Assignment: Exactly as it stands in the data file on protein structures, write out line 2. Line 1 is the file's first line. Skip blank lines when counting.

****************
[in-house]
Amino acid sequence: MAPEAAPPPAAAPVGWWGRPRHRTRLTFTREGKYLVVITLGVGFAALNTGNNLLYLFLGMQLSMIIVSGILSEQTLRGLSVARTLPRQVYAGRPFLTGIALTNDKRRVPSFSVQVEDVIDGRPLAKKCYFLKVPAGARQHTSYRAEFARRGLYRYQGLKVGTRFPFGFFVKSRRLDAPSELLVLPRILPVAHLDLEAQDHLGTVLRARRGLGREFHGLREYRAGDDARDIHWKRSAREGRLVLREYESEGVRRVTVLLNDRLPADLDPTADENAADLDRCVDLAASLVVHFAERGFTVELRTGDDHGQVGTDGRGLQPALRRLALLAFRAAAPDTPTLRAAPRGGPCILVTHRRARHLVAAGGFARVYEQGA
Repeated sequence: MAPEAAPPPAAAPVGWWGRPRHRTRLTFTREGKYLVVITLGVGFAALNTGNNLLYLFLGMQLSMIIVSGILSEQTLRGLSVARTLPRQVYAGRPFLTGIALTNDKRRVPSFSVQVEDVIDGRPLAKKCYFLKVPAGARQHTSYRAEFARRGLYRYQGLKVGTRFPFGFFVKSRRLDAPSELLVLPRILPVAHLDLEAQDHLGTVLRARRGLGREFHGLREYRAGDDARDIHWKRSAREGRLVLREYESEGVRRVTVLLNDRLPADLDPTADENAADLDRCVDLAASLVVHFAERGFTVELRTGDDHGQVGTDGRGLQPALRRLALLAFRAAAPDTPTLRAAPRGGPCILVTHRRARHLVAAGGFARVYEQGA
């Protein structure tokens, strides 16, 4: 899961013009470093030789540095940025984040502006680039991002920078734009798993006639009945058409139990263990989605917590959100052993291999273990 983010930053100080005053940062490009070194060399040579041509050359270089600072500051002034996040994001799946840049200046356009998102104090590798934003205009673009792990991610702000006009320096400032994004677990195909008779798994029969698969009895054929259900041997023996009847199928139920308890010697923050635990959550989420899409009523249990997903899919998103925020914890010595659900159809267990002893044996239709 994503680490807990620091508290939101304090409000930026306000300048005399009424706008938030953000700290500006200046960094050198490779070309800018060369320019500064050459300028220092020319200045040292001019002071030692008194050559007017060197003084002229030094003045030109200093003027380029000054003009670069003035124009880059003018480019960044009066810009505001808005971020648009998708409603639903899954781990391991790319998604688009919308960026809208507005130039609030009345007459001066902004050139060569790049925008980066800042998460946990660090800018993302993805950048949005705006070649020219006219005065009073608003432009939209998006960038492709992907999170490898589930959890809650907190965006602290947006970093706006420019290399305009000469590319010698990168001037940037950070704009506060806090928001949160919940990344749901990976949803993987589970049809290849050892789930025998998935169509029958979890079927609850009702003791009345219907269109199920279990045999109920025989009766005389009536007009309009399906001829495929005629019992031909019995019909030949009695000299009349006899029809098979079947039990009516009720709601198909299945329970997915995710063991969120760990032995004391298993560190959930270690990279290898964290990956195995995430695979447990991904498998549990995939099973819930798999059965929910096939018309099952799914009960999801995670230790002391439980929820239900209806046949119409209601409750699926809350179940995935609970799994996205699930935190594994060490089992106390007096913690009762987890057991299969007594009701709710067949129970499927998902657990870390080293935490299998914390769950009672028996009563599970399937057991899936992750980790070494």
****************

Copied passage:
Amino acid sequence: MAPEAAPPPAAAPVGWWGRPRHRTRLTFTREGKYLVVITLGVGFAALNTGNNLLYLFLGMQLSMIIVSGILSEQTLRGLSVARTLPRQVYAGRPFLTGIALTNDKRRVPSFSVQVEDVIDGRPLAKKCYFLKVPAGARQHTSYRAEFARRGLYRYQGLKVGTRFPFGFFVKSRRLDAPSELLVLPRILPVAHLDLEAQDHLGTVLRARRGLGREFHGLREYRAGDDARDIHWKRSAREGRLVLREYESEGVRRVTVLLNDRLPADLDPTADENAADLDRCVDLAASLVVHFAERGFTVELRTGDDHGQVGTDGRGLQPALRRLALLAFRAAAPDTPTLRAAPRGGPCILVTHRRARHLVAAGGFARVYEQGA